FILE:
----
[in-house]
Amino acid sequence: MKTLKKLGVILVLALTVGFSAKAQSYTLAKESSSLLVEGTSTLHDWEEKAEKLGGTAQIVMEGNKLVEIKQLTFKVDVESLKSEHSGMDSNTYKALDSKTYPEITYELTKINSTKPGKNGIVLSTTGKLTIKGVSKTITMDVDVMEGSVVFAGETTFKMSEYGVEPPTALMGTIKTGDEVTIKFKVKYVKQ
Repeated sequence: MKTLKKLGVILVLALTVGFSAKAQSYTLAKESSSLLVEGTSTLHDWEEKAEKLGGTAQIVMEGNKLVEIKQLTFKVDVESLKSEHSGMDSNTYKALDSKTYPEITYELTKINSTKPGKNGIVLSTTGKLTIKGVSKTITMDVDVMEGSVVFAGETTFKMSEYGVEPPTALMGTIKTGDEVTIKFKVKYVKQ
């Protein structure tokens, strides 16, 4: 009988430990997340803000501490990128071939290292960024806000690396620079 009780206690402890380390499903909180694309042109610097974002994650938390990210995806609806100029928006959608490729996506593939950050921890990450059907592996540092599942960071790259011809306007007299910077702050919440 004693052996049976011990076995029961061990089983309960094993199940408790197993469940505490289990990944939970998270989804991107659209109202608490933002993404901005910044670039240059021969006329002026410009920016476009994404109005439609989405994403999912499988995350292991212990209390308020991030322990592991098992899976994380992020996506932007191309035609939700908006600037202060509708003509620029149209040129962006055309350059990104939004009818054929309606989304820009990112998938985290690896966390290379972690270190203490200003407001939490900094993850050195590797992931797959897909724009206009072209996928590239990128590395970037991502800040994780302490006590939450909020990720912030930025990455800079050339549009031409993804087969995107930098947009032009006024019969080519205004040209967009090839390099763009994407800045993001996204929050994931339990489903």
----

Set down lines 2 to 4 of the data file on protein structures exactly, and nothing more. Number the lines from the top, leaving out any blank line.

Amino acid sequence: MKTLKKLGVILVLALTVGFSAKAQSYTLAKESSSLLVEGTSTLHDWEEKAEKLGGTAQIVMEGNKLVEIKQLTFKVDVESLKSEHSGMDSNTYKALDSKTYPEITYELTKINSTKPGKNGIVLSTTGKLTIKGVSKTITMDVDVMEGSVVFAGETTFKMSEYGVEPPTALMGTIKTGDEVTIKFKVKYVKQ
Repeated sequence: MKTLKKLGVILVLALTVGFSAKAQSYTLAKESSSLLVEGTSTLHDWEEKAEKLGGTAQIVMEGNKLVEIKQLTFKVDVESLKSEHSGMDSNTYKALDSKTYPEITYELTKINSTKPGKNGIVLSTTGKLTIKGVSKTITMDVDVMEGSVVFAGETTFKMSEYGVEPPTALMGTIKTGDEVTIKFKVKYVKQ
């Protein structure tokens, strides 16, 4: 009988430990997340803000501490990128071939290292960024806000690396620079 009780206690402890380390499903909180694309042109610097974002994650938390990210995806609806100029928006959608490729996506593939950050921890990450059907592996540092599942960071790259011809306007007299910077702050919440 004693052996049976011990076995029961061990089983309960094993199940408790197993469940505490289990990944939970998270989804991107659209109202608490933002993404901005910044670039240059021969006329002026410009920016476009994404109005439609989405994403999912499988995350292991212990209390308020991030322990592991098992899976994380992020996506932007191309035609939700908006600037202060509708003509620029149209040129962006055309350059990104939004009818054929309606989304820009990112998938985290690896966390290379972690270190203490200003407001939490900094993850050195590797992931797959897909724009206009072209996928590239990128590395970037991502800040994780302490006590939450909020990720912030930025990455800079050339549009031409993804087969995107930098947009032009006024019969080519205004040209967009090839390099763009994407800045993001996204929050994931339990489903």